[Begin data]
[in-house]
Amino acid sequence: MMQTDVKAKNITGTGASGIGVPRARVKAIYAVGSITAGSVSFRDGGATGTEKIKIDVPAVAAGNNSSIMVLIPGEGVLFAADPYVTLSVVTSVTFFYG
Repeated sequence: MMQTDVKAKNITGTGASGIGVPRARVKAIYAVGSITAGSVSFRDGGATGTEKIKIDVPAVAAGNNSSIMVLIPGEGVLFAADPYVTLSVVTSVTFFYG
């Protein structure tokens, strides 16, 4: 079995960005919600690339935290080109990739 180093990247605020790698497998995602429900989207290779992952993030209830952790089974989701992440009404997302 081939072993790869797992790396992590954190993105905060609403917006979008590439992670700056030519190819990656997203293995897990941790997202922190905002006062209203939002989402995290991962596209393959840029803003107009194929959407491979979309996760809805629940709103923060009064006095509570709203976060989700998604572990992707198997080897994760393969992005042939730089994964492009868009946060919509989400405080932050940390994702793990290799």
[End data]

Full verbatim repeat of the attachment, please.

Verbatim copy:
[in-house]
Amino acid sequence: MMQTDVKAKNITGTGASGIGVPRARVKAIYAVGSITAGSVSFRDGGATGTEKIKIDVPAVAAGNNSSIMVLIPGEGVLFAADPYVTLSVVTSVTFFYG
Repeated sequence: MMQTDVKAKNITGTGASGIGVPRARVKAIYAVGSITAGSVSFRDGGATGTEKIKIDVPAVAAGNNSSIMVLIPGEGVLFAADPYVTLSVVTSVTFFYG
């Protein structure tokens, strides 16, 4: 079995960005919600690339935290080109990739 180093990247605020790698497998995602429900989207290779992952993030209830952790089974989701992440009404997302 081939072993790869797992790396992590954190993105905060609403917006979008590439992670700056030519190819990656997203293995897990941790997202922190905002006062209203939002989402995290991962596209393959840029803003107009194929959407491979979309996760809805629940709103923060009064006095509570709203976060989700998604572990992707198997080897994760393969992005042939730089994964492009868009946060919509989400405080932050940390994702793990290799």